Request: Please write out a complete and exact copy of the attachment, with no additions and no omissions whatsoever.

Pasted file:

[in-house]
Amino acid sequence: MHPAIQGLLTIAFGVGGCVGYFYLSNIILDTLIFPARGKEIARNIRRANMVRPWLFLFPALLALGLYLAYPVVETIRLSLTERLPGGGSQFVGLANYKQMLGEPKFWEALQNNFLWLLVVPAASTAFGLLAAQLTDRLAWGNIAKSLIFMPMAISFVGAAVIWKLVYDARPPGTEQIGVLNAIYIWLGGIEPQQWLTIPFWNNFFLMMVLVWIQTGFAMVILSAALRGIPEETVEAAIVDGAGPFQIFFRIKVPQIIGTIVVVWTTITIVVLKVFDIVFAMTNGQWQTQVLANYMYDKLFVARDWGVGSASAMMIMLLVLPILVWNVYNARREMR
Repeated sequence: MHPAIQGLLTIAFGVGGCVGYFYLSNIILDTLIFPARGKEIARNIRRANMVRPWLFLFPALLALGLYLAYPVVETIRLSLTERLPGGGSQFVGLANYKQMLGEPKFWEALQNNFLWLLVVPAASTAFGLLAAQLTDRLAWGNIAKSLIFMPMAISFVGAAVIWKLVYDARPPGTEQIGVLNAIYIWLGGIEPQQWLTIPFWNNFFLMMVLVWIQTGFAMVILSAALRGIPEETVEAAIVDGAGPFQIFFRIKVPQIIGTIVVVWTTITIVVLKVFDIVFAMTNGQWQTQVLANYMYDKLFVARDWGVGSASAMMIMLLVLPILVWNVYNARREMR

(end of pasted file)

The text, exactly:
[in-house]
Amino acid sequence: MHPAIQGLLTIAFGVGGCVGYFYLSNIILDTLIFPARGKEIARNIRRANMVRPWLFLFPALLALGLYLAYPVVETIRLSLTERLPGGGSQFVGLANYKQMLGEPKFWEALQNNFLWLLVVPAASTAFGLLAAQLTDRLAWGNIAKSLIFMPMAISFVGAAVIWKLVYDARPPGTEQIGVLNAIYIWLGGIEPQQWLTIPFWNNFFLMMVLVWIQTGFAMVILSAALRGIPEETVEAAIVDGAGPFQIFFRIKVPQIIGTIVVVWTTITIVVLKVFDIVFAMTNGQWQTQVLANYMYDKLFVARDWGVGSASAMMIMLLVLPILVWNVYNARREMR
Repeated sequence: MHPAIQGLLTIAFGVGGCVGYFYLSNIILDTLIFPARGKEIARNIRRANMVRPWLFLFPALLALGLYLAYPVVETIRLSLTERLPGGGSQFVGLANYKQMLGEPKFWEALQNNFLWLLVVPAASTAFGLLAAQLTDRLAWGNIAKSLIFMPMAISFVGAAVIWKLVYDARPPGTEQIGVLNAIYIWLGGIEPQQWLTIPFWNNFFLMMVLVWIQTGFAMVILSAALRGIPEETVEAAIVDGAGPFQIFFRIKVPQIIGTIVVVWTTITIVVLKVFDIVFAMTNGQWQTQVLANYMYDKLFVARDWGVGSASAMMIMLLVLPILVWNVYNARREMR